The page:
Growing up, I've always asked a lot of questions (I encourage it - heck, that's a good part of skepticism) and I had asked my Doctor about whether vaccines were causing kids to get sick. My Doctor responded with a simple response to the correlation/causation fallacy - "When a parent says, 'my kid didn't have
When discussing the autism/vaccination link claims, people are quick to state that I am being insensitive and they may be right but only because I think the underlying concerns are greater than your feelings (or desire to place blame). When your child is faced with any sort of medical condition or special need, it can raise a lot of questions in your mind. I'm not dismissing the grief that a parent goes through when they are in this position. I am just concerned that their irrational thinking may further endanger their child/children/family or others.
You're Endangering the Rest of Us
Vaccinations have had such great benefit because of mass inoculation (herd immunity) - they do not eliminate the problem. The diseases that vaccinations protect against have not disappeared and are often still quite active in other areas. World travel could quickly change the rate of infection in a population of people who are not vaccinated.
People will often argue that "why do you care? If you want to get vaccinated, that is your choice and if you are vaccinated and the vaccines are 'so great', you don't have to worry" but that ignores a number of underlying facts:
1.) Not all vaccines are "life long" - it is possible that immunity in vaccinated people can diminish over time. Having herd immunity limits transmission in a group and ultimately protects those who may have a diminished immunity.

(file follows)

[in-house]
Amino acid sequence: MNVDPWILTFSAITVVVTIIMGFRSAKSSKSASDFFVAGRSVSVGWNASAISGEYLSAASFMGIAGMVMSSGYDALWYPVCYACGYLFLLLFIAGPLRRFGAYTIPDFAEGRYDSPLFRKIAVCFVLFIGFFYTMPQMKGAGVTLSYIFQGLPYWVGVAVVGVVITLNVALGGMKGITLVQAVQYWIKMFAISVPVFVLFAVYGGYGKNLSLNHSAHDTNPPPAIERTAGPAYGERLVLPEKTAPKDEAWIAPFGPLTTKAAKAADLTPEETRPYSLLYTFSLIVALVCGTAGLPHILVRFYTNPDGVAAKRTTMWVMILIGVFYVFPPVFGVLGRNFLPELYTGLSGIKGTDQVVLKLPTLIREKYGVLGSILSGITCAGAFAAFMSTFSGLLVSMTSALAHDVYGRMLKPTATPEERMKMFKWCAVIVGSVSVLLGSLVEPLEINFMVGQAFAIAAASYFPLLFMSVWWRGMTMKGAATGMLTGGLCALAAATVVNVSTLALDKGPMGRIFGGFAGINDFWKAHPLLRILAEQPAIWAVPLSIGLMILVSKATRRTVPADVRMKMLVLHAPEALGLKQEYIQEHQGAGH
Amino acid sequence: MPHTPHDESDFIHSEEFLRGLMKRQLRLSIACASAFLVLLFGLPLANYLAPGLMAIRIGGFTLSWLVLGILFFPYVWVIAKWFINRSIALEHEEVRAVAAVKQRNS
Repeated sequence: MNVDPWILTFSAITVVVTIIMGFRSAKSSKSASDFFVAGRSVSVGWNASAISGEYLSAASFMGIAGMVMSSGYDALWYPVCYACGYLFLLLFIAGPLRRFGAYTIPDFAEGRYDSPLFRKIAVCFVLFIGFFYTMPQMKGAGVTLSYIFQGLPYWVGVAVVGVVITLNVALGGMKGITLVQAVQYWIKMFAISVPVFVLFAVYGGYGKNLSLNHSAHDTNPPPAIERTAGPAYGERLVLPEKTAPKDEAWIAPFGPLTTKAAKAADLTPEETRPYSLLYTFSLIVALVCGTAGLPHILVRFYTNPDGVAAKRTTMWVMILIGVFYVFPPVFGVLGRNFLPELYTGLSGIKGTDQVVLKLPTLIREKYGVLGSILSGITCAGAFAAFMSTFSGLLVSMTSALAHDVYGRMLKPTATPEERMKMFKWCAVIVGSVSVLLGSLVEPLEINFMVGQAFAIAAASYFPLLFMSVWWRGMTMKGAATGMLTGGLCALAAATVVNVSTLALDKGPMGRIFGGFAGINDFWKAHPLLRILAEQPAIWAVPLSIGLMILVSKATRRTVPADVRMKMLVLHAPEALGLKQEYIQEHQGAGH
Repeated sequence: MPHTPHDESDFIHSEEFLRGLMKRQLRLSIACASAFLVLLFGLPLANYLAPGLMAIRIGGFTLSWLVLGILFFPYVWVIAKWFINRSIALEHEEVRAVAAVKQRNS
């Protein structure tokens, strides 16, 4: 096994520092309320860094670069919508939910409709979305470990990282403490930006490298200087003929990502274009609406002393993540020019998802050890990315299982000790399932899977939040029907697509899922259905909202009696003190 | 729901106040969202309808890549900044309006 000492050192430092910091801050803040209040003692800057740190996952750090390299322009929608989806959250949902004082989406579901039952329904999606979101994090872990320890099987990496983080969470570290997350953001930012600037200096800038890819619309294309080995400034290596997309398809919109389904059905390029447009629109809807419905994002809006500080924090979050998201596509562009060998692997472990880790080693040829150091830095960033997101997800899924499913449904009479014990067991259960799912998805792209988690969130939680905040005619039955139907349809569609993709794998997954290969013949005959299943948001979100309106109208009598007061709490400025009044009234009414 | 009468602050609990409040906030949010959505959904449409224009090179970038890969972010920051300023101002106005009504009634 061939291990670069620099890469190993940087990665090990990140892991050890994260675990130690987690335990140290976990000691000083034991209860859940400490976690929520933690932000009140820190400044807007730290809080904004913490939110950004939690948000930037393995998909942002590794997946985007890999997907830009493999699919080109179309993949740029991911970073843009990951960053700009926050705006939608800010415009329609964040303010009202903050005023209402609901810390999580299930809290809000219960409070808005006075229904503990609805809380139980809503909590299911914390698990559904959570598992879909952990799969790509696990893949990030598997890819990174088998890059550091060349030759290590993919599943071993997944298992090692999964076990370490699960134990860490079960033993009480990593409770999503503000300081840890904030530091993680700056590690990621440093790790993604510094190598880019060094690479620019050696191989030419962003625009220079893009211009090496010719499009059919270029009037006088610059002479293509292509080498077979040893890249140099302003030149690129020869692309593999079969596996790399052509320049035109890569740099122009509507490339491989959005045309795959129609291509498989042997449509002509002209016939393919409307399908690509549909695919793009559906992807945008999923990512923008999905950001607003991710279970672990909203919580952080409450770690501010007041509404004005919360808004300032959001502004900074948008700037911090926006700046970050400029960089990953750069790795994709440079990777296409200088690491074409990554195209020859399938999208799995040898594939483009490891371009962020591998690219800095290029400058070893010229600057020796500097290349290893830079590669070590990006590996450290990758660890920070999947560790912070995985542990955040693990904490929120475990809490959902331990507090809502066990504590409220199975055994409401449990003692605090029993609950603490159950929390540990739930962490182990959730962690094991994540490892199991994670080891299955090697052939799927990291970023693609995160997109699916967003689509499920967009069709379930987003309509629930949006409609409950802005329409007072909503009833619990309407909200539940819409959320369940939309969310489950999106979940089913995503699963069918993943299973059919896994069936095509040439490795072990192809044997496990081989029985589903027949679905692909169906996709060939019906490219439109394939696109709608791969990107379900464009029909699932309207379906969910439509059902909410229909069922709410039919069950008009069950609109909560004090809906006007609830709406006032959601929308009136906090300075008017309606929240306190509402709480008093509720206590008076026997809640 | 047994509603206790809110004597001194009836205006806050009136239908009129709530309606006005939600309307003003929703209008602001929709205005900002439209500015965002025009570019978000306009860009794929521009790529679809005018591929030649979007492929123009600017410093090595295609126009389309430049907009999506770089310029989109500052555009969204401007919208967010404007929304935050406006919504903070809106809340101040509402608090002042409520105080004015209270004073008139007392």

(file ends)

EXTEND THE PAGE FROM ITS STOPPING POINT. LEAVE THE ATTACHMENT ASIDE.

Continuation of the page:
2.) Outbreaks of diseases can affect other susceptible people (those who can not be vaccinated or could not YET be vaccinated - age, current medical conditions - and those with suppressed immune systems) (Now who is being insensitive?)
3.) Diseases can/do mutate and where there is a greater opportunity to do so, these mutations may result in a strain that is not protected against by our current vaccines.
It is also important to consider the financial burden and the strain on our medical establishment when we are forced to deal with the (unneccessary) outbreaks.
Why Jenny is My Hero
Stupid question - she isn't. There are good reasons, however, for me to be appreciative of her and her publicity. Long before Jenny came out and started suggesting that vaccinations cause autism, there have been stories (anecdotes) about vaccine/illness correlations going around that have obviously changed the minds of people who otherwise trusted the science/medical community.
I often hear people say, "I never got the flu until I got the flu vaccine". There are people who do get sick after receiving the vaccine - that is not to say that they wouldn't have gotten sick without the vaccine. The time of year for the common cold and a number of other factors could have been what caused the individual to get sick. Those claims have discouraged some others from getting the flu vaccine. If a person, upon hearing these anecdotes, was driven to do some research (or even ask their physician), it would be quickly dealt with. That often isn't the case and the myth is perpetuated.
What Jenny is doing for the science/medical establishment is good and bad.
Encouraging people to not vaccinate their children is a deadly proposition... BUT...
Giving scientists the platform to present the data and inform the public enables another generation of people to be informed about the benefit (and need) of vaccination.
At least Jenny isn't someone that people give unquestioned respect to - and for that reason, I'm hopeful that people will listen to (or search out) the facts! We need not imagine what would happen if your bronze-age book suggested that you needn't be vaccinated!